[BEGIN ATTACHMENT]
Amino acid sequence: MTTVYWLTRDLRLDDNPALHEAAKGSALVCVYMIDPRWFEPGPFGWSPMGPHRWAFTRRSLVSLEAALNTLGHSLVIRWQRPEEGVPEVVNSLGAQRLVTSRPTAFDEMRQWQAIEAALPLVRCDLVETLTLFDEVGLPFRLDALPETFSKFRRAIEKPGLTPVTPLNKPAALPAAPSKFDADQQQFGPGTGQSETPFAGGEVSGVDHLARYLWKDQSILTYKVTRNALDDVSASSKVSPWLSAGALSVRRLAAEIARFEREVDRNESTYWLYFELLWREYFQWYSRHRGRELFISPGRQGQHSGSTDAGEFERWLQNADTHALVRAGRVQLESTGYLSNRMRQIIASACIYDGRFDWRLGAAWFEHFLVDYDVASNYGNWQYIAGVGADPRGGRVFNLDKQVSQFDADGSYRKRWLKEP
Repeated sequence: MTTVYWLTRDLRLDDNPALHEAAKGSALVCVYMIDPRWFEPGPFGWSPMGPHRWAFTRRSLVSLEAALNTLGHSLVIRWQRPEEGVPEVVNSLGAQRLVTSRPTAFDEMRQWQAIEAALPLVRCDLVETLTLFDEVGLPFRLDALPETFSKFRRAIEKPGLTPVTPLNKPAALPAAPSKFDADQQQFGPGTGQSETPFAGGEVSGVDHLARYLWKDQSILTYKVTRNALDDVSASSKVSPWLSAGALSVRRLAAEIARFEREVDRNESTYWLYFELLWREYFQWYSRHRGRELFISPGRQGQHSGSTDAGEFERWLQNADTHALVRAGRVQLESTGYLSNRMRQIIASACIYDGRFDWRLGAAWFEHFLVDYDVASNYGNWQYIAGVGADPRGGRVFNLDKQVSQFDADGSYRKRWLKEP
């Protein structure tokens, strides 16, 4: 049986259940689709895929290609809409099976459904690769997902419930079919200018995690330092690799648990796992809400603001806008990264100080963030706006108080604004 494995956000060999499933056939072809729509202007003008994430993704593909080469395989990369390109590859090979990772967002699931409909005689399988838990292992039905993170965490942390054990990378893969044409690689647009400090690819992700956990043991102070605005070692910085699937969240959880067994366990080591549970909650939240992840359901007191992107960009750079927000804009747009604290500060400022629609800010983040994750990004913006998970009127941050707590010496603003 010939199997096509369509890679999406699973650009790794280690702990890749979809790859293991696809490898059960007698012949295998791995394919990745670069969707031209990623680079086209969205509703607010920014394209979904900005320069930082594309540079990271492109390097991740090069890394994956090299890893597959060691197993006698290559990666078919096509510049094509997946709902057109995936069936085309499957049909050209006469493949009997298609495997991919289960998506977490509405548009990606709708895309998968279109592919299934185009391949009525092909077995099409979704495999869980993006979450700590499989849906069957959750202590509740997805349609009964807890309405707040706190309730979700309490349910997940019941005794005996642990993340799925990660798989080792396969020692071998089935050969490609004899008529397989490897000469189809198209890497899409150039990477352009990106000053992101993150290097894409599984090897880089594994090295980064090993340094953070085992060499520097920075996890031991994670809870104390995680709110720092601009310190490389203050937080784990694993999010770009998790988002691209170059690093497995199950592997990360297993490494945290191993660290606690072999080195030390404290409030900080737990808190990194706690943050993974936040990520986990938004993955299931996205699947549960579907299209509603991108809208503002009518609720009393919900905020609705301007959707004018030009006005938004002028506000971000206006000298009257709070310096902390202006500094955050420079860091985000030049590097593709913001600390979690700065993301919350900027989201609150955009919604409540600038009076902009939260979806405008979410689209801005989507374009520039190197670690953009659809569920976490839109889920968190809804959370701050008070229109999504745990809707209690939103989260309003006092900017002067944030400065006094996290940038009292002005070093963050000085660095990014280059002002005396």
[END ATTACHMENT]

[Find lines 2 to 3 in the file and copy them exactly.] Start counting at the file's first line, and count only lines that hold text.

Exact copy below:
Repeated sequence: MTTVYWLTRDLRLDDNPALHEAAKGSALVCVYMIDPRWFEPGPFGWSPMGPHRWAFTRRSLVSLEAALNTLGHSLVIRWQRPEEGVPEVVNSLGAQRLVTSRPTAFDEMRQWQAIEAALPLVRCDLVETLTLFDEVGLPFRLDALPETFSKFRRAIEKPGLTPVTPLNKPAALPAAPSKFDADQQQFGPGTGQSETPFAGGEVSGVDHLARYLWKDQSILTYKVTRNALDDVSASSKVSPWLSAGALSVRRLAAEIARFEREVDRNESTYWLYFELLWREYFQWYSRHRGRELFISPGRQGQHSGSTDAGEFERWLQNADTHALVRAGRVQLESTGYLSNRMRQIIASACIYDGRFDWRLGAAWFEHFLVDYDVASNYGNWQYIAGVGADPRGGRVFNLDKQVSQFDADGSYRKRWLKEP
């Protein structure tokens, strides 16, 4: 049986259940689709895929290609809409099976459904690769997902419930079919200018995690330092690799648990796992809400603001806008990264100080963030706006108080604004 494995956000060999499933056939072809729509202007003008994430993704593909080469395989990369390109590859090979990772967002699931409909005689399988838990292992039905993170965490942390054990990378893969044409690689647009400090690819992700956990043991102070605005070692910085699937969240959880067994366990080591549970909650939240992840359901007191992107960009750079927000804009747009604290500060400022629609800010983040994750990004913006998970009127941050707590010496603003 010939199997096509369509890679999406699973650009790794280690702990890749979809790859293991696809490898059960007698012949295998791995394919990745670069969707031209990623680079086209969205509703607010920014394209979904900005320069930082594309540079990271492109390097991740090069890394994956090299890893597959060691197993006698290559990666078919096509510049094509997946709902057109995936069936085309499957049909050209006469493949009997298609495997991919289960998506977490509405548009990606709708895309998968279109592919299934185009391949009525092909077995099409979704495999869980993006979450700590499989849906069957959750202590509740997805349609009964807890309405707040706190309730979700309490349910997940019941005794005996642990993340799925990660798989080792396969020692071998089935050969490609004899008529397989490897000469189809198209890497899409150039990477352009990106000053992101993150290097894409599984090897880089594994090295980064090993340094953070085992060499520097920075996890031991994670809870104390995680709110720092601009310190490389203050937080784990694993999010770009998790988002691209170059690093497995199950592997990360297993490494945290191993660290606690072999080195030390404290409030900080737990808190990194706690943050993974936040990520986990938004993955299931996205699947549960579907299209509603991108809208503002009518609720009393919900905020609705301007959707004018030009006005938004002028506000971000206006000298009257709070310096902390202006500094955050420079860091985000030049590097593709913001600390979690700065993301919350900027989201609150955009919604409540600038009076902009939260979806405008979410689209801005989507374009520039190197670690953009659809569920976490839109889920968190809804959370701050008070229109999504745990809707209690939103989260309003006092900017002067944030400065006094996290940038009292002005070093963050000085660095990014280059002002005396």